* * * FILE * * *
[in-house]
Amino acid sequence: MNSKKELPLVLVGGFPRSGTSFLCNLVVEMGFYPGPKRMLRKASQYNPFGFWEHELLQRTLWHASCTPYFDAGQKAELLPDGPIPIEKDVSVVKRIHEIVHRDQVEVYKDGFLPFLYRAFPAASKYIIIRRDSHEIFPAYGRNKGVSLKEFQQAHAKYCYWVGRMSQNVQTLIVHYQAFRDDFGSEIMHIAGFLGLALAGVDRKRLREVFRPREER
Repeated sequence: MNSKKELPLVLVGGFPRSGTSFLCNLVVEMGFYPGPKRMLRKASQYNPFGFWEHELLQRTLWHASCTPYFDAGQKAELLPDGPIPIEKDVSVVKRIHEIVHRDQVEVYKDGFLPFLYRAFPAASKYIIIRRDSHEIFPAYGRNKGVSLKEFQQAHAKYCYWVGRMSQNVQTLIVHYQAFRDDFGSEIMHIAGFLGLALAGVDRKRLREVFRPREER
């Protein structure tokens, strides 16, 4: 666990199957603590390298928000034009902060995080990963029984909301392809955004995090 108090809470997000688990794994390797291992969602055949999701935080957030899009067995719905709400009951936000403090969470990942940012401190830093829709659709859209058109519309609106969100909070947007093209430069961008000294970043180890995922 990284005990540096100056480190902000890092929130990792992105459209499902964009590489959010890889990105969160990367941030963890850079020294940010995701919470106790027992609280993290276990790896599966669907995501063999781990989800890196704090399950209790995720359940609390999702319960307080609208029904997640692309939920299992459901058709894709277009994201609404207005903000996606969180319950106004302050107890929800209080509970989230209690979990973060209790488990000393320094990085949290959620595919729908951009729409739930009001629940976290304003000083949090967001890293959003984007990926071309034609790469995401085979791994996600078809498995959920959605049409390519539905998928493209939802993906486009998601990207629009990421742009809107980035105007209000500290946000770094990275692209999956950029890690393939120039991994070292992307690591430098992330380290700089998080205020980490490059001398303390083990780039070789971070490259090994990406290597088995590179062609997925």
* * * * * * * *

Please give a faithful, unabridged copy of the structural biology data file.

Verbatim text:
[in-house]
Amino acid sequence: MNSKKELPLVLVGGFPRSGTSFLCNLVVEMGFYPGPKRMLRKASQYNPFGFWEHELLQRTLWHASCTPYFDAGQKAELLPDGPIPIEKDVSVVKRIHEIVHRDQVEVYKDGFLPFLYRAFPAASKYIIIRRDSHEIFPAYGRNKGVSLKEFQQAHAKYCYWVGRMSQNVQTLIVHYQAFRDDFGSEIMHIAGFLGLALAGVDRKRLREVFRPREER
Repeated sequence: MNSKKELPLVLVGGFPRSGTSFLCNLVVEMGFYPGPKRMLRKASQYNPFGFWEHELLQRTLWHASCTPYFDAGQKAELLPDGPIPIEKDVSVVKRIHEIVHRDQVEVYKDGFLPFLYRAFPAASKYIIIRRDSHEIFPAYGRNKGVSLKEFQQAHAKYCYWVGRMSQNVQTLIVHYQAFRDDFGSEIMHIAGFLGLALAGVDRKRLREVFRPREER
């Protein structure tokens, strides 16, 4: 666990199957603590390298928000034009902060995080990963029984909301392809955004995090 108090809470997000688990794994390797291992969602055949999701935080957030899009067995719905709400009951936000403090969470990942940012401190830093829709659709859209058109519309609106969100909070947007093209430069961008000294970043180890995922 990284005990540096100056480190902000890092929130990792992105459209499902964009590489959010890889990105969160990367941030963890850079020294940010995701919470106790027992609280993290276990790896599966669907995501063999781990989800890196704090399950209790995720359940609390999702319960307080609208029904997640692309939920299992459901058709894709277009994201609404207005903000996606969180319950106004302050107890929800209080509970989230209690979990973060209790488990000393320094990085949290959620595919729908951009729409739930009001629940976290304003000083949090967001890293959003984007990926071309034609790469995401085979791994996600078809498995959920959605049409390519539905998928493209939802993906486009998601990207629009990421742009809107980035105007209000500290946000770094990275692209999956950029890690393939120039991994070292992307690591430098992330380290700089998080205020980490490059001398303390083990780039070789971070490259090994990406290597088995590179062609997925």